Bandstand Music Videos 2022, #1 – 2022
The music video now has a long, eventful, sometimes ambivalent, but definitely exciting and great history – and it definitely has a future: in 2021, the music festival Bandstand, under the direction of Rosa Müller and Moritz Lobeck, opened up to digital media and presented itself (not entirely voluntarily) exclusively online with numerous new music videos. Following the success of this format, there will also be brand new Bandstand music videos in 2022, in addition to the now tried and tested residency cooperation with Musicboard Berlin and with support from the Musikfonds. From the numerous applications of this year’s Open Call, the Bandstand jury, Stephanie von Beauvais, Sarah Farina and Rosa Müller, selected music projects, bands and solo artists who live and work in Saxony. From March 2022, the brand new videos by AMORE MEOW, Baumarkt, DRONE OPERATØR, EVÎN, H.C. BEHRENDTSEN, Lea Matika, Olicía and The Equipment will be presented on hellerau.live.
Growth thanks to video
A short digression by Tobi Müller
The culture of music videos in the eighties had less aesthetic than economic consequences. Beyond gaudy colours, fast cuts and sexualised bodies in the videos, the MTV channel, founded in 1981, introduced a new dramaturgy from 1981 onwards, namely that of infinity. Completely crazy at the time: Music Television broadcasts twenty-four hours on seven days. Those who stay tuned experience a psychedelic flow, to the point of vertigo. It’s a similar effect that the general population will only get to know in the tens of the new millennium on smartphones: the “endless scrolling” in social media, when the timeline knows no end and you can keep scrolling down. We are definitely not supposed to switch off or switch off.
At the beginning of the eighties, the recording industry was in crisis. Music videos were also a new channel to grow and distribute music more widely. Almost at the same time, another device changed music consumption and shaped the eighties in the same way: the Walkman from Sony and soon from other manufacturers. The radius of movement becomes larger, penetration among teenagers and young adults is high (older people, unlike today, do not wear headphones in public back then). This also leads to listening to music more often and for longer. The same applies to the Walkman as to MTV: consumption is potentially endless, most devices run in auto-reverse mode, there is no need to change sides of the tape cassette – at least as long as the batteries last. Or parents tell you it’s now time to turn off the TV.
Thanks in part to these technologies and their devices, the crisis in the industry at the beginning of the decade soon seems like nothing more than catching one’s breath before flying high. Between 1980 and 1993, sales of sound recordings in the five strongest territories, the USA, Great Britain, Japan, France and Germany, rose from nine to thirty billion dollars. Global companies, even those outside the music industry, invest in the music market, mergers of major record companies increase market concentration.
But this development was by no means foreseeable. When MTV broadcast its first video on 1 August 1981, the channel could only be received in the USA and via an expensive cable connection. And even though the first video played on the station is always mentioned because the title fits so well, “Video Killed The Radio Star” by The Buggles was merely a pious wish. Because radio was not a bit dead, especially not in a car culture like the USA. It is often forgotten today that pop was in short supply in Western Europe.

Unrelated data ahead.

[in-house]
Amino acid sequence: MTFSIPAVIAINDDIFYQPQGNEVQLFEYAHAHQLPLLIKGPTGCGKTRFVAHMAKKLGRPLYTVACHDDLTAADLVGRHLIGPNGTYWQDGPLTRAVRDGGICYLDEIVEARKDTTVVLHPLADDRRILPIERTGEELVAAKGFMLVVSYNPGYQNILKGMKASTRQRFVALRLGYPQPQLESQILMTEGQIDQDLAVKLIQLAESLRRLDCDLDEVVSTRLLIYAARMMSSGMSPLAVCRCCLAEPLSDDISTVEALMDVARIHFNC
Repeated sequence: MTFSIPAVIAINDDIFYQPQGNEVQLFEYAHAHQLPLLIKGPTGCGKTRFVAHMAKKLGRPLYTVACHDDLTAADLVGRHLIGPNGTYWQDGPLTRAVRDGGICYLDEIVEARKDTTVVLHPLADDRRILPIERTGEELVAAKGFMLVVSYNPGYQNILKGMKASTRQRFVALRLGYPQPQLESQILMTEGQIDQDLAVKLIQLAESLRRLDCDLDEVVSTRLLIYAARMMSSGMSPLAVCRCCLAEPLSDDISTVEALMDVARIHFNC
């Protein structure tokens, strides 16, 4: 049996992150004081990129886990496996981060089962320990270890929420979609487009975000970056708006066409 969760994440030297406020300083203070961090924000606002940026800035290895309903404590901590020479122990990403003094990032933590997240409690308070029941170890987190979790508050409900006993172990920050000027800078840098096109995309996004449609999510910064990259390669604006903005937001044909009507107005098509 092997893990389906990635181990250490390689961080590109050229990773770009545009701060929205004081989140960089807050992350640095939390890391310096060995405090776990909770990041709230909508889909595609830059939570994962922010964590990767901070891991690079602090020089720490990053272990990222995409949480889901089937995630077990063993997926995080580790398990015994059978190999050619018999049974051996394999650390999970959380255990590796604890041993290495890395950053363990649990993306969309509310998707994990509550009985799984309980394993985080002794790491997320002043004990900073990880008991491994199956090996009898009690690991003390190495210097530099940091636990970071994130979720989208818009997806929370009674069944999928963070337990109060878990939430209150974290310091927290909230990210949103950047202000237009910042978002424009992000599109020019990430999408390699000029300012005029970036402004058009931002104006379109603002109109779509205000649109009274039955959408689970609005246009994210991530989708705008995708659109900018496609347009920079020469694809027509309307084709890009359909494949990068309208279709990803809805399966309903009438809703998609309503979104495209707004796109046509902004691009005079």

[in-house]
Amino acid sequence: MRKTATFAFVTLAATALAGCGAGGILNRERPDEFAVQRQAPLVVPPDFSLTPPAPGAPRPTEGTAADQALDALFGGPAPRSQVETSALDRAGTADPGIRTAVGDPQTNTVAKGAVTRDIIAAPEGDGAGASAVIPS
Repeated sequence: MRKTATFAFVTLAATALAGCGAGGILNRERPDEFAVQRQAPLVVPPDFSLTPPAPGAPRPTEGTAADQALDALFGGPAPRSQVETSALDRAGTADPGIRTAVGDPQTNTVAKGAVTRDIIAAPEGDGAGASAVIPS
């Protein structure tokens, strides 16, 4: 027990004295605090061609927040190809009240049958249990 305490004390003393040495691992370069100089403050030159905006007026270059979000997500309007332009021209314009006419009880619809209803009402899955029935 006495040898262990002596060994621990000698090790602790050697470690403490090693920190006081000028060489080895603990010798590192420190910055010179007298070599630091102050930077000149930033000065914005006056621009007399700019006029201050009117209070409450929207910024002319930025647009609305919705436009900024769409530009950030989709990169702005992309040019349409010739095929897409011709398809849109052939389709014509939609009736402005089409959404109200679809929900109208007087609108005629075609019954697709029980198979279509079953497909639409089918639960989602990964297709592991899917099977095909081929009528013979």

People watched what their parents watched, and once a week there was a youth programme. When The Buggles claimed that the time of radio was over, people in Europe scratched their heads: What radio? Because even there, the pop-interested youth had to be content with sporadic special-interest programmes, unless they turned to shortwave and found Luxembourg or British stations. In West Germany, depending on the occupation zone, it was the stations of the British or the US armed forces that brought pop culture into the children’s room. And in the GDR, the first video programme, Elf99, came on the air shortly before the fall of the Wall, and on the radio there was an independent pop station, DT64, from 1986. Video did not kill the radio, which did not yet exist for young people, but rather expanded the market.
Long before MTV was added to the cable network with a European programme only in 1987, the channel was also a testing ground that already played out much of what could later scale much higher on the internet: The dissolution of boundaries and the splitting of markets into individual target groups. But MTV also joined together: The channel would never have focused so heavily on hip-hop and also black dance music from the mid-eighties onwards if the white suburban kids hadn’t waited for it. The social progress that came with more diversity in the programme simultaneously followed a capitalist logic of growth, in the pop of the expanding network. It’s not for nothing that TV stations are called “networks” in US English. Tobi Müller is a freelance cultural journalist and author in Berlin. He writes and speaks about pop, performing arts and digitality. In autumn 2021, his book “Play Pause Repeat – Was Pop und seine Geräte über uns The music video now has a long, moving, partly tell” was published by Hanser Berlin.
07. – 13.03.2022
Bandstand Music Videos
Bandstand is supported by Musikfonds e.V. with funds from the Federal Government Commissioner for Culture and the Media.